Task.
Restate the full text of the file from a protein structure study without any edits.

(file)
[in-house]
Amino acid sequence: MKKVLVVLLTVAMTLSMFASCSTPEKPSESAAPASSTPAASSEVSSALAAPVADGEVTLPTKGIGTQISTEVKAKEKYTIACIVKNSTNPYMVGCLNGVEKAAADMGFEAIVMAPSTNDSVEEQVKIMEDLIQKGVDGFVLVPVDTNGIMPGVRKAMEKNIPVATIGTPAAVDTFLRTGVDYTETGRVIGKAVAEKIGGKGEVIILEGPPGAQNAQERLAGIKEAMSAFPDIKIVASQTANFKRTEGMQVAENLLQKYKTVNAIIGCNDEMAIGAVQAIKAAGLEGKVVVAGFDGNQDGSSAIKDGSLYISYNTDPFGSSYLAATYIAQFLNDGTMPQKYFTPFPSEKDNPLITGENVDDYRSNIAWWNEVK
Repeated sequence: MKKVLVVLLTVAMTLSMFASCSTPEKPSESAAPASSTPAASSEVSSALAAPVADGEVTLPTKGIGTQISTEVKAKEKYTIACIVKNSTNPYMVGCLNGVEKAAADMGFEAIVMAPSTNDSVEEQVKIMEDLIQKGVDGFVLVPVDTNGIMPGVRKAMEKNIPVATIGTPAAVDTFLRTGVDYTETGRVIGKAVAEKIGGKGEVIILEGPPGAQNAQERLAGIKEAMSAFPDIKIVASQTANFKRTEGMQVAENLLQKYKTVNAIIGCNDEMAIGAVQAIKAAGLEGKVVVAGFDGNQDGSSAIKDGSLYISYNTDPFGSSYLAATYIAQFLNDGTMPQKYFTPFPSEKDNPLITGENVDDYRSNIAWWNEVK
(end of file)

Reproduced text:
[in-house]
Amino acid sequence: MKKVLVVLLTVAMTLSMFASCSTPEKPSESAAPASSTPAASSEVSSALAAPVADGEVTLPTKGIGTQISTEVKAKEKYTIACIVKNSTNPYMVGCLNGVEKAAADMGFEAIVMAPSTNDSVEEQVKIMEDLIQKGVDGFVLVPVDTNGIMPGVRKAMEKNIPVATIGTPAAVDTFLRTGVDYTETGRVIGKAVAEKIGGKGEVIILEGPPGAQNAQERLAGIKEAMSAFPDIKIVASQTANFKRTEGMQVAENLLQKYKTVNAIIGCNDEMAIGAVQAIKAAGLEGKVVVAGFDGNQDGSSAIKDGSLYISYNTDPFGSSYLAATYIAQFLNDGTMPQKYFTPFPSEKDNPLITGENVDDYRSNIAWWNEVK
Repeated sequence: MKKVLVVLLTVAMTLSMFASCSTPEKPSESAAPASSTPAASSEVSSALAAPVADGEVTLPTKGIGTQISTEVKAKEKYTIACIVKNSTNPYMVGCLNGVEKAAADMGFEAIVMAPSTNDSVEEQVKIMEDLIQKGVDGFVLVPVDTNGIMPGVRKAMEKNIPVATIGTPAAVDTFLRTGVDYTETGRVIGKAVAEKIGGKGEVIILEGPPGAQNAQERLAGIKEAMSAFPDIKIVASQTANFKRTEGMQVAENLLQKYKTVNAIIGCNDEMAIGAVQAIKAAGLEGKVVVAGFDGNQDGSSAIKDGSLYISYNTDPFGSSYLAATYIAQFLNDGTMPQKYFTPFPSEKDNPLITGENVDDYRSNIAWWNEVK